You may be saying, “That’s all fine and good, Sam. But how does that apply to my daily life?” So, let’s explore some ways that serving a grace-filled God impacts our lives. First up: what does it mean to be grace-filled people? As a parent some of my most basic examples of Christian living come from my interactions with my children. And somewhere along the line I learned about what parenting experts call “retreating with dignity.” Children make mistakes all the time. Some parents choose to put their children on the spot, accusing them of making a mistake. Sometimes that works. Other times, all that does is intimidate the child into lying.
But when you allow a child to “retreat with dignity,” you give them ample opportunities to right their wrongs. You give them the chance to do right thing rather than immediately confronting them. When children feel they can trust the adult, they will open up to them. That’s difficult for parents to do – it requires humility, patience, self-control, and a certain leveraging of authority. Here’s a personal example. Sometimes our children tell us they have brushed their teeth when really, they haven’t been in the bathroom long enough to do so. And, certainly, there was no toothpaste involved. We can react one of two ways. We can say, “I know you didn’t brush your teeth – there wasn’t enough time! Get back in there!” Or we can say, “Wow, that was quick! Do you need another minute to brush some more?” the second one allows a child to retreat with dignity – without shame and condemnation.
Really, as grace-filled people, we have the same options. Do we strong-arm people into confessions of guilt or do we allow the Holy Spirit to convict? Chances are we’ve had plenty of chances to overlook the ingratitude and inappropriate remarks of others during the holidays, right? Listen to some scriptures about being grace-filled people in moments of great annoyance:
A foolish person shows his annoyance at once, but a prudent man overlooks an insult. (Prov. 12:16)
A person’s wisdom gives him patience; it is to his glory to overlook an offense. (Prov. 19:11)
Peter, the disciple known for sticking the proverbial foot in his mouth, echoes Proverbs:
Above all, love each other deeply, because love covers over a multitude of sins. Offer hospitality to one another without grumbling. Each one should use whatever gift he has received to serve others, faithfully administering God’s grace in its various forms. If anyone speaks, he should do it as one speaking the very words of God. If anyone serves, he should do it with the strength God provides, so that in all things God may be praised through Jesus Christ. (1 Peter 4:8-11)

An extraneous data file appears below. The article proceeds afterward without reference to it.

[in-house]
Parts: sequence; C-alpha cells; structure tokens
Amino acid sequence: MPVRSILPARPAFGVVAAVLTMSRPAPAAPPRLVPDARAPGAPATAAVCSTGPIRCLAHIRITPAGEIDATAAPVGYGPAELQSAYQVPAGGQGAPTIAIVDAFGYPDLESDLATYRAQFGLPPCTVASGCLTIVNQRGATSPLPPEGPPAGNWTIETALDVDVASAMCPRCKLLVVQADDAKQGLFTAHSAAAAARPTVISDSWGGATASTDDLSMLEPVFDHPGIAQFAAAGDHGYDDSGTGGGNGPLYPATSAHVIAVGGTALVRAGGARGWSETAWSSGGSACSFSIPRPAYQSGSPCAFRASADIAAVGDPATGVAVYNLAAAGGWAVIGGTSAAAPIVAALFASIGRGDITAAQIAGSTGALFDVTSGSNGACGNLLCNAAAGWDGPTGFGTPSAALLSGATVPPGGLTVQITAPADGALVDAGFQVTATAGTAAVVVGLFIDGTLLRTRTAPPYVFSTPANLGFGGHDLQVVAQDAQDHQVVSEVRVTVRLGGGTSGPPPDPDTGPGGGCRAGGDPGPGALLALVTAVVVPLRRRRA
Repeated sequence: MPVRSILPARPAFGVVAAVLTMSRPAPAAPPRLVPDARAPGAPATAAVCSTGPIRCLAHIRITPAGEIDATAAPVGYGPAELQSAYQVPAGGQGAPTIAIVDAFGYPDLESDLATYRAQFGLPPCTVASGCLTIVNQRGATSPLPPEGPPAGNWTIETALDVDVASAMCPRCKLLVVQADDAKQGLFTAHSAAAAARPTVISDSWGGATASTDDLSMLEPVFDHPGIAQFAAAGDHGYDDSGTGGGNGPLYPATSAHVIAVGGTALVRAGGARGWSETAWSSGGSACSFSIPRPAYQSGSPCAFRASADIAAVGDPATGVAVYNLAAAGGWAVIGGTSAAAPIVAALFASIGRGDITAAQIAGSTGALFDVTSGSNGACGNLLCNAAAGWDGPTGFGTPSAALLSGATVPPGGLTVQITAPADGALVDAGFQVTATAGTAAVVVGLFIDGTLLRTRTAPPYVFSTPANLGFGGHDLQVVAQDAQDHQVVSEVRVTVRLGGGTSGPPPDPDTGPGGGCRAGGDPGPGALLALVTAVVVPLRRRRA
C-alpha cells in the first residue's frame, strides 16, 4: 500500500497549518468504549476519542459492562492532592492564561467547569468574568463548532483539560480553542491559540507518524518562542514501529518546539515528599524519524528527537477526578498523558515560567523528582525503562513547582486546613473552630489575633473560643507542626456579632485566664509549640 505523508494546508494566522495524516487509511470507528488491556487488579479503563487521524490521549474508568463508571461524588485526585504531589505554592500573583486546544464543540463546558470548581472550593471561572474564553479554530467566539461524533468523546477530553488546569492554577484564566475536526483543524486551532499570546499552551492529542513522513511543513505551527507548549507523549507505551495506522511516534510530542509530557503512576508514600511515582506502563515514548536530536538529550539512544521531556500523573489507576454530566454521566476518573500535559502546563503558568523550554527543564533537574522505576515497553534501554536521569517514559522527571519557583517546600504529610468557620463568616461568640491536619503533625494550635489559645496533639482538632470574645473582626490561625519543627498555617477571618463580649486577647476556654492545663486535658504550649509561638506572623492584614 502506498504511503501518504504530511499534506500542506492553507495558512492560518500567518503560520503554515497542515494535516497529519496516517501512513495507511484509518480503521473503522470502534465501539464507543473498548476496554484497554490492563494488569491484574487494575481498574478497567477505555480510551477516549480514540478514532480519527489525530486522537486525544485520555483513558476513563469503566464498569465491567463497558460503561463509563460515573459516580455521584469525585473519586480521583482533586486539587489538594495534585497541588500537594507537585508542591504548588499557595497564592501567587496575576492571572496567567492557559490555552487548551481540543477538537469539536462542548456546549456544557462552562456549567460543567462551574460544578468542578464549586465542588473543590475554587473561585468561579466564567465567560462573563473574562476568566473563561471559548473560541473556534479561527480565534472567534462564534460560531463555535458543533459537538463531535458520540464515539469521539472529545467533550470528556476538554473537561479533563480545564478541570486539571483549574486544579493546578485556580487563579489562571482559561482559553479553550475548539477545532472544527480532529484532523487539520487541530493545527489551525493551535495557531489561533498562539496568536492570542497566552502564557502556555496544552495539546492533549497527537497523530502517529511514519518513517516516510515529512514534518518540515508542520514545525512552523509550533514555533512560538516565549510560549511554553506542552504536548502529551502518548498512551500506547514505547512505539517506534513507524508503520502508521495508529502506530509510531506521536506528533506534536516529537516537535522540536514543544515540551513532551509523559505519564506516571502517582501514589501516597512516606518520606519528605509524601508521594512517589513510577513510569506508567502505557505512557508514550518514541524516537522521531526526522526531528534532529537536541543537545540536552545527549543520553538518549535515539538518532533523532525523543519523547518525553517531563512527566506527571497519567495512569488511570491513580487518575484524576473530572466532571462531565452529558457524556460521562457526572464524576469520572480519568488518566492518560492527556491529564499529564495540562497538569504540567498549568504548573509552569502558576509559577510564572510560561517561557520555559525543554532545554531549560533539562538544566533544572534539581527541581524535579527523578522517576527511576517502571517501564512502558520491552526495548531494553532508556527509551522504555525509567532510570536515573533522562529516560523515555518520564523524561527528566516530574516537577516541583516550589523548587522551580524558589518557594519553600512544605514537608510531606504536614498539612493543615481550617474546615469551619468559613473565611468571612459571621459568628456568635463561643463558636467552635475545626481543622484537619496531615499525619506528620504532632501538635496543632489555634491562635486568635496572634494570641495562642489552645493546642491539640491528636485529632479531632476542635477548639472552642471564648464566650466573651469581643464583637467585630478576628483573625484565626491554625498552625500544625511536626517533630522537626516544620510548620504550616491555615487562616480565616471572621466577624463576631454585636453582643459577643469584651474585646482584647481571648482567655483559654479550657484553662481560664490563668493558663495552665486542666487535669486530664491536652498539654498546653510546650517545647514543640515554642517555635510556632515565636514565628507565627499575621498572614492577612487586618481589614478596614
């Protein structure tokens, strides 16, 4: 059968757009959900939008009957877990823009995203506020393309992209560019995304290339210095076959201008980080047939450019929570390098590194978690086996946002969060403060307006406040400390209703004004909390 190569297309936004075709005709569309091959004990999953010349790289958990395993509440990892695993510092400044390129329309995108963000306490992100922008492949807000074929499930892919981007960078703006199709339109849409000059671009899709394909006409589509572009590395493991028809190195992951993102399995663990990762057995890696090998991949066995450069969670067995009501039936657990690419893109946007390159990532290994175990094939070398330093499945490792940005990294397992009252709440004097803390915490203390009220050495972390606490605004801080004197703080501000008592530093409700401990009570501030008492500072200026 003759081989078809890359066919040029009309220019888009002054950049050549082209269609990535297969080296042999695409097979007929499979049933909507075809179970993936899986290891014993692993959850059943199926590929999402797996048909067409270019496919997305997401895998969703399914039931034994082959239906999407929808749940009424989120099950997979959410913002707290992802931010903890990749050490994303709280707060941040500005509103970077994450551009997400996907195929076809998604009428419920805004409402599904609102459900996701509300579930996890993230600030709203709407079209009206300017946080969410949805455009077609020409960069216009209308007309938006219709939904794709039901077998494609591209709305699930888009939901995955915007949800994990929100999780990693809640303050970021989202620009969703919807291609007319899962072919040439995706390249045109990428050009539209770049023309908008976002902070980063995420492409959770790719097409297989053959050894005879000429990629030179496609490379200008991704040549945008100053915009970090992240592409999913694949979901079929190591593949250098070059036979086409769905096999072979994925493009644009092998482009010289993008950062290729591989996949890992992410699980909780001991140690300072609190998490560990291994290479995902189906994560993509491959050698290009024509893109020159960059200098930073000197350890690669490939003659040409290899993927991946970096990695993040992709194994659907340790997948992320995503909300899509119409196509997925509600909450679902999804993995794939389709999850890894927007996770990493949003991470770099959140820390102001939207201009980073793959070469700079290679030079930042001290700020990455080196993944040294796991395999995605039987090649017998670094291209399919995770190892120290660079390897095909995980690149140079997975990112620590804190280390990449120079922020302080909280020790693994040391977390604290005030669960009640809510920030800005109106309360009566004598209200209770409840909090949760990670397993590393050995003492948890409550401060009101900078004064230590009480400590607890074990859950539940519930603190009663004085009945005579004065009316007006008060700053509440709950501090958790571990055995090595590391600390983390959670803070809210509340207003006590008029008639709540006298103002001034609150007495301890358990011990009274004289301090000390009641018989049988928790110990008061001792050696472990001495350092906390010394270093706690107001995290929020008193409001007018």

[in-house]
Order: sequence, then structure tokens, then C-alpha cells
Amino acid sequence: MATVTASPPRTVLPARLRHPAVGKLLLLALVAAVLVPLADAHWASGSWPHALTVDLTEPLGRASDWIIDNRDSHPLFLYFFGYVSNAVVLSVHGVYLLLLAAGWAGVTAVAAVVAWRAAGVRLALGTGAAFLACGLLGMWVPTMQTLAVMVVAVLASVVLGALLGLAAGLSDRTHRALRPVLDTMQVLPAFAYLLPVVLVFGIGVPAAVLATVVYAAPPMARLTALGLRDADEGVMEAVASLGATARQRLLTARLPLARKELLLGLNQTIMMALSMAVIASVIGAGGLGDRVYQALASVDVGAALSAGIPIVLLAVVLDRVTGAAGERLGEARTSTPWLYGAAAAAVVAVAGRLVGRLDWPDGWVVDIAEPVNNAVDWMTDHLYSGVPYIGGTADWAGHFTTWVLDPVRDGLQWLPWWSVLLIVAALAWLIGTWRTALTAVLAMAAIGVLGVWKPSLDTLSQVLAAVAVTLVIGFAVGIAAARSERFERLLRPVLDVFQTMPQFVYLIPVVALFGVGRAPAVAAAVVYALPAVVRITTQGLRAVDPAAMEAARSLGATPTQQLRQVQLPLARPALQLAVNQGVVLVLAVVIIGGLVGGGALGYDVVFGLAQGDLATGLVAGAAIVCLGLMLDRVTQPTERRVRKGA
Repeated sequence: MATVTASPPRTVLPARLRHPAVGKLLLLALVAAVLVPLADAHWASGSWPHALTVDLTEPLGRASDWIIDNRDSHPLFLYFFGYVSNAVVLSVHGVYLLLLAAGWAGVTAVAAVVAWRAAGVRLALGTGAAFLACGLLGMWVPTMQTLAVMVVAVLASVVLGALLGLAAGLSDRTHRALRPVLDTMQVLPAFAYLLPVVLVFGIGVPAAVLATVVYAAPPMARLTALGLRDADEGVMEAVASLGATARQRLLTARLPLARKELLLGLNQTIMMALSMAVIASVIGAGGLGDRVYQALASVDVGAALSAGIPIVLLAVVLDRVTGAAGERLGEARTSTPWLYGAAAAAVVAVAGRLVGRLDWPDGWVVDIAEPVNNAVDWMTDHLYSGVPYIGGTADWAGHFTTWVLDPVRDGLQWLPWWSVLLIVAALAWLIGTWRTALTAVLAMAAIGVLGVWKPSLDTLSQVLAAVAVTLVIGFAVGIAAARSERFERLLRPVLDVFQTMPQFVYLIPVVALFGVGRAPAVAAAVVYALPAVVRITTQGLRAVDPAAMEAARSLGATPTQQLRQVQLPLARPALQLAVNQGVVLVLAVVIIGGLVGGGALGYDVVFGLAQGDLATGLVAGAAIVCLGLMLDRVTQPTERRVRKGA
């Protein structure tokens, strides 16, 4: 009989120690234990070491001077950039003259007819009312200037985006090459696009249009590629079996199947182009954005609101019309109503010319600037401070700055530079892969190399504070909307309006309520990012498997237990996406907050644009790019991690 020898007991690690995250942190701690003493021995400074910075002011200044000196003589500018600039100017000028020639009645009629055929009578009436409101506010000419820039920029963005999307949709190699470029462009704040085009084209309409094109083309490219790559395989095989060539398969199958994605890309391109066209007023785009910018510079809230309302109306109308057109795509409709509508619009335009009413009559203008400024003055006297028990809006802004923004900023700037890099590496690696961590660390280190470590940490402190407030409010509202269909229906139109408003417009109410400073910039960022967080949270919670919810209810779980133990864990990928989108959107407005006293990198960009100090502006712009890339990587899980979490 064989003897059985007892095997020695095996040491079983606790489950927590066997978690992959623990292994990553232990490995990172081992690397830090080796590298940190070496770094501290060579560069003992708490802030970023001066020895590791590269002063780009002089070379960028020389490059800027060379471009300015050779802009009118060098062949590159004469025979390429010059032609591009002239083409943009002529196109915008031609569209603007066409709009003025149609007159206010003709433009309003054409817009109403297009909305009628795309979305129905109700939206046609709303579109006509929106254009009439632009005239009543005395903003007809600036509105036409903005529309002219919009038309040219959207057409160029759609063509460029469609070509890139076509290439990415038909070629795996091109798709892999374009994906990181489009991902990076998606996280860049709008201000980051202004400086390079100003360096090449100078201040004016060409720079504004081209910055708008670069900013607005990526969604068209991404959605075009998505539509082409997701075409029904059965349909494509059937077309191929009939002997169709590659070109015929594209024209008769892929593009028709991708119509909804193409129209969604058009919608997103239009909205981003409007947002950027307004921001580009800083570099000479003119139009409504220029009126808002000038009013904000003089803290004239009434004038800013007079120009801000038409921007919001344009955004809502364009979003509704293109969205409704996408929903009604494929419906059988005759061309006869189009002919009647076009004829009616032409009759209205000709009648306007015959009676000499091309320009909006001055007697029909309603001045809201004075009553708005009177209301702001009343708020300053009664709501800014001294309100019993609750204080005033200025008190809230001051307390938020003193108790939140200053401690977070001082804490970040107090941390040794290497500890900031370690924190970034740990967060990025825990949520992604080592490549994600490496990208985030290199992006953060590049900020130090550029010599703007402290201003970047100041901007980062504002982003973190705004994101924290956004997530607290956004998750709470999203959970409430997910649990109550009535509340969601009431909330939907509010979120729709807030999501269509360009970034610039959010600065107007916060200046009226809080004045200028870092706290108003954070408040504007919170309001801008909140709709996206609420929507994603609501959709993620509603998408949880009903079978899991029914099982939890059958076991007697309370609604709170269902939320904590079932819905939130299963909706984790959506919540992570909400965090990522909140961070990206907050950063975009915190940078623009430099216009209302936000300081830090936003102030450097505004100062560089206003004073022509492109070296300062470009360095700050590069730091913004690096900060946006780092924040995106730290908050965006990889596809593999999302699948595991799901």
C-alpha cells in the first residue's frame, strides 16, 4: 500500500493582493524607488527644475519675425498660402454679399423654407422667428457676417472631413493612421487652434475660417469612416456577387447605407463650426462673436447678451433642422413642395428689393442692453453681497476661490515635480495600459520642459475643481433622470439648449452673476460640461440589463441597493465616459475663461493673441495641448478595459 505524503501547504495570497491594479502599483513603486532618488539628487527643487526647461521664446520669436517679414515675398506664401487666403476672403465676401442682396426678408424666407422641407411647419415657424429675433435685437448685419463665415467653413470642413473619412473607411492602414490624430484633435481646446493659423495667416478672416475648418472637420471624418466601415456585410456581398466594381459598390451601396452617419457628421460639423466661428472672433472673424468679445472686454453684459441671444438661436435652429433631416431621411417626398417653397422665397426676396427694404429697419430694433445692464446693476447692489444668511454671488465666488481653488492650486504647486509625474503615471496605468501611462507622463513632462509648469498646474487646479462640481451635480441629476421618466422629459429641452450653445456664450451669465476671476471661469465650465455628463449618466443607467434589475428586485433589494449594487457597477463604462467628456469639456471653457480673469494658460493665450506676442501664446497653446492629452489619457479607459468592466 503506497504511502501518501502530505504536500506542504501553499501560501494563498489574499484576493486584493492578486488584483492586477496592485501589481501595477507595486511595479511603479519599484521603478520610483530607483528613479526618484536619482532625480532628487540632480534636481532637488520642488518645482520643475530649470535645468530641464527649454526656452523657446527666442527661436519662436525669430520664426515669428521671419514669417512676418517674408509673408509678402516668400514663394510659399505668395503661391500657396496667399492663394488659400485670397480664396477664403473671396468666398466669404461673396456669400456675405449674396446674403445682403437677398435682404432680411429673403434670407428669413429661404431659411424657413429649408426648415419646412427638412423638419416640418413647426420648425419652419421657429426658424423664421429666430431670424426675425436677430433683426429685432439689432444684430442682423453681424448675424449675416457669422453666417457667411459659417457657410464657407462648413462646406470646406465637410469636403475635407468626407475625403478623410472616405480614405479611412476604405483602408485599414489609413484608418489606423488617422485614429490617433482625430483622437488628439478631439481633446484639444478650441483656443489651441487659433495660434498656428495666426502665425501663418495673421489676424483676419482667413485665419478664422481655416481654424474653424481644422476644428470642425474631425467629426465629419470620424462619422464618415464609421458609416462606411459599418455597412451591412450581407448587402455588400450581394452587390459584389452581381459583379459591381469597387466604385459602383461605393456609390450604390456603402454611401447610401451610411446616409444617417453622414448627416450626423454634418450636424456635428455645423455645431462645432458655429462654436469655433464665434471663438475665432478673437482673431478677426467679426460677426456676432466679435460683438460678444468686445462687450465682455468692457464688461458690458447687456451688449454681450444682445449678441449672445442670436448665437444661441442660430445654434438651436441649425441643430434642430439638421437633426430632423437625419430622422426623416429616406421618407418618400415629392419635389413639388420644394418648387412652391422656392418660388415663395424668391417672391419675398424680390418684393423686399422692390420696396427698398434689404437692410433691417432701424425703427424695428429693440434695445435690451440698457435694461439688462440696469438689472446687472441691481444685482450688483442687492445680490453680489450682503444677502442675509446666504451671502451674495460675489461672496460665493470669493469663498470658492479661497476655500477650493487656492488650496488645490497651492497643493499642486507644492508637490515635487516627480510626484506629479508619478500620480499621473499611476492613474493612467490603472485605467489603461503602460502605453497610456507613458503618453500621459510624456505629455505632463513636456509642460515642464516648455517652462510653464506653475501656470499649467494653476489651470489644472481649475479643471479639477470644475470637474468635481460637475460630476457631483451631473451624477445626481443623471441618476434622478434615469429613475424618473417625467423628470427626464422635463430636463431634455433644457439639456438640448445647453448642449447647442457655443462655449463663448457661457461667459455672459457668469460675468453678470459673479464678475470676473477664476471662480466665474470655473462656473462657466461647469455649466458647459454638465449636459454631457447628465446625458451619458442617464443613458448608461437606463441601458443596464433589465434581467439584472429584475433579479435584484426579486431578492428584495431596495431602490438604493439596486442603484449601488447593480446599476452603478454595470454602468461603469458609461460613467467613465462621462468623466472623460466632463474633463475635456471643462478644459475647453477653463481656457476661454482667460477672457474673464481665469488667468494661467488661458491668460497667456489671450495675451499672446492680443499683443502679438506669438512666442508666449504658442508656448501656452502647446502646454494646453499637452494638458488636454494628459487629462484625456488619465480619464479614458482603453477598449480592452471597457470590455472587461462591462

That’s the definition of graciousness – what grace looks like when Christians display it. It’s giving someone the benefit of the doubt, knowing that God will correct them in his timing, not ours.
So, what’s another area where grace can impact practical living? How about our family life? It’s normally our spouses and children that bear the brunt of our graceless words and actions. And that’s part of being a family. But what about a grace-filled family? What would a family centered on grace look like? Well, for families, there’s a simple formula: grace = space. Family members need space to be who they are, to make mistakes, and feel unconditionally loved in the process. And for that to happen, several things have to go out the window.
First, spouses and children have to be free of unspoken expectations about who they must be. All parents have expectations for their children…and spouses have expectations for one another. But when family members are held to a standard they do not know about much less are able to meet, defeat and resentment set in. Second, a grace-filled family is free of control and manipulation. One family member cannot hold the others “hostage” through intimidation, guilt, shame, emotional outbursts, and the like. To do so undercuts the trust and respect that God desires as the foundation of each family.
Does that mean that we shouldn’t have standards of behavior and consequences for our children? I’m not saying that at all. But how we apply those standards makes all the difference in the world. Once again, look at Jesus. He derived the same results as the Pharisees, but did so in a way that promoted love and freedom rather than legalism and fear. Likewise, a grace-filled family has the following qualities. Spouses work as a team rather than assign blame. They don’t drudge up past failures. They defer to each other and are more interested in what’s best for everyone involved. And finally, they allow God to do the correcting, not each other. Do we as parents as spouses have moments where cajoling, threatening, and manipulation occur? Sure. But for families walking in grace towards one another, those can be the exception – not the rule.